A Mother’s Heart
I’ve been a bit emotional while working on this particular issue of the magazine. You see, when it comes to mothers and kids—in utero to toddlers, tweens, teens and everything in between—my mama heart often empathizes to the point of pain.
This is your first child and he has a fever? My heart aches for you. Let me tell you about the acetaminophen and ibuprofen combo plus lukewarm baths that will bring it down. I’ve been there and it will be okay, Mama.
Your kid scored their first soccer goal? I’m cheering with you. First Communion? Thank you, Jesus! Struggling to make it through Mass? Oh yeah, been there, done that. Let me hold your baby so you can focus on your toddler. Tween angst? Oof. Let’s commiserate over coffee. Fighting with your spouse? I’ll listen without judgment and pray for you both.
And this is not some phenomenon unique to me. When I told my mom friends recently that I had been in and out of Children’s Hospital for a week of diagnostic testing on my son, they all empathized and wanted to help. I had friends offer to sit with me at the hospital through an MRI; moms who jumped in to watch my other children; and a friend whose children made my son a “Get Well” card. I even called a mom friend to put her on backup babysitting alert as we ran to the ER in the middle of the night. I was so worried my son would head into surgery and I’d need my husband by my side. She didn’t even hesitate—going so far as to text me at 3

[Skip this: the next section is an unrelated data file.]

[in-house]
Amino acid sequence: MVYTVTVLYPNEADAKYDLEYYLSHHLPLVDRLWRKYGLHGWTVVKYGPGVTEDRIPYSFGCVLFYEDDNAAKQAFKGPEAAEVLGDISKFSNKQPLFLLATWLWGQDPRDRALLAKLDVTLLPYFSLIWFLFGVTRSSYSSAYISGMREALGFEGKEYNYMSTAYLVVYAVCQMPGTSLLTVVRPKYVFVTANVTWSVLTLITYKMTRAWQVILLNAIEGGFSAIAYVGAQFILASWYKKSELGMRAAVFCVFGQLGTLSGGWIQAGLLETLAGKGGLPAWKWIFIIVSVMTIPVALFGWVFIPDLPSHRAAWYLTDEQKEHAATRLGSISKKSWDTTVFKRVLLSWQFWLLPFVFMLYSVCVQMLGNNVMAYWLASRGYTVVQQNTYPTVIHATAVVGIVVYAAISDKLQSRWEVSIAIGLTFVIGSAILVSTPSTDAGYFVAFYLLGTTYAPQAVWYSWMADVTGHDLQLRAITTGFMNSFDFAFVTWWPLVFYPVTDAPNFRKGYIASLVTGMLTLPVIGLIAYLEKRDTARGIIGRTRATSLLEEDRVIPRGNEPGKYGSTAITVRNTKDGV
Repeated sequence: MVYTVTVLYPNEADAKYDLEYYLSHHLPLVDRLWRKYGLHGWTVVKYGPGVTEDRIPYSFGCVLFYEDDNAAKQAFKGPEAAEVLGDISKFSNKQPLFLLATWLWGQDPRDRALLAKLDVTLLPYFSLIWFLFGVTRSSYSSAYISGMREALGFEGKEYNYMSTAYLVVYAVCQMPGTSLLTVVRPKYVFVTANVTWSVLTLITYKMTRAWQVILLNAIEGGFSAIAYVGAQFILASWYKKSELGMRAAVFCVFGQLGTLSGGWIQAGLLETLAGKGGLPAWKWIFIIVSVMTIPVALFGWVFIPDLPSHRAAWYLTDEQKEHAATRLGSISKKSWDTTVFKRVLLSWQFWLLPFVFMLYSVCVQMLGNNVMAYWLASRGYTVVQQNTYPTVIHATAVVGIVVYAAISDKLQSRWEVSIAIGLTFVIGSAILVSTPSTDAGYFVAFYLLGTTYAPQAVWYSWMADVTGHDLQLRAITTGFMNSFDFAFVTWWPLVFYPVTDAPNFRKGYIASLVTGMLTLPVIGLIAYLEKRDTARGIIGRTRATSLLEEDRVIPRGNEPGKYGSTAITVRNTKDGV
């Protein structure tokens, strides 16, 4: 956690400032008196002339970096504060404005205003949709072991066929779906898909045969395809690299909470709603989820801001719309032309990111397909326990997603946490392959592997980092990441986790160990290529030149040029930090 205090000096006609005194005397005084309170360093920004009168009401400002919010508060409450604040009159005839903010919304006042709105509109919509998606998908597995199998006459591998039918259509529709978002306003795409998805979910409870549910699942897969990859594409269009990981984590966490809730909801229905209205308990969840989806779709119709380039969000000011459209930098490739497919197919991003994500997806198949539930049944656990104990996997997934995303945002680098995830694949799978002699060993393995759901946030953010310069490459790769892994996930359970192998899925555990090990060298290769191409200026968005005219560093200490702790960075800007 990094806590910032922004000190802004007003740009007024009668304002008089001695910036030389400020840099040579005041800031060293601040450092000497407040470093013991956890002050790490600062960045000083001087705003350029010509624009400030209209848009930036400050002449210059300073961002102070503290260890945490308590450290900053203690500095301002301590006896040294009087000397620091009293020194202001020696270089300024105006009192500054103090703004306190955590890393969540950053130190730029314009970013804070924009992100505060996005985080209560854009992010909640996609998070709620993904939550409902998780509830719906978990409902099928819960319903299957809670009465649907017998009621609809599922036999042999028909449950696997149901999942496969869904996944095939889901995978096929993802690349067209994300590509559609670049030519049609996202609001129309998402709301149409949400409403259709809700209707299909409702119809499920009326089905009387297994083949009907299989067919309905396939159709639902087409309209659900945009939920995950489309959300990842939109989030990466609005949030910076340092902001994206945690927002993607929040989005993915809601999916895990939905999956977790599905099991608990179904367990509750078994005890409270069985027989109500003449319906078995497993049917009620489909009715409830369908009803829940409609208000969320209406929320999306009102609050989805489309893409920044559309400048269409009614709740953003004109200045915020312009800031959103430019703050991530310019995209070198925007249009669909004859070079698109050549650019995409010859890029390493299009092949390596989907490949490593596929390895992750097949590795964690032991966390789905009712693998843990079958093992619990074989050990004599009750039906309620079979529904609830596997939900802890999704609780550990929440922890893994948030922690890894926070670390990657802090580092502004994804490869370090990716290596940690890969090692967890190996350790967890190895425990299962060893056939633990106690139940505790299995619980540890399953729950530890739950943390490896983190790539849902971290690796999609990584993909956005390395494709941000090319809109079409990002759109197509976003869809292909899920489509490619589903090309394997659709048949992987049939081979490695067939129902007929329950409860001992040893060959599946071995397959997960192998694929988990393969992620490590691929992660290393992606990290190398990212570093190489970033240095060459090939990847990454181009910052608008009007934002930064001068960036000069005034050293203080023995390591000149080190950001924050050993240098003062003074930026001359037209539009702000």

a.m. to make sure we were still okay, even with her own littles fast asleep at home.
While I speak specifically of moms here, I know many dads, grandparents and friends without children who, no questions asked, would do all of the above and more. Maybe it harkens back to the “It takes a village mentality,” but it’s in our DNA, in our God-given souls, to help mothers, fathers and children. And beyond just the simple desire to help, it is our calling as Catholics to not only support pregnant women, but to care for them and their children beyond birth.
This issue of the magazine shares just a fraction of the amazing ways we, as Catholics, do that. There are pregnancy care centers and organizations that help young moms who are floundering after giving birth. There are groups who help families get beds and find shelter and those who advocate for education. All of these organizations exist, yes, because we deeply desire to help others, but also because we believe in the dignity of human life; that God formed each and every one of us for some definite purpose. And though life on earth is fraught with struggles, suffering, confusion and mistakes, God gave us empathy, a desire to help and the means to do so.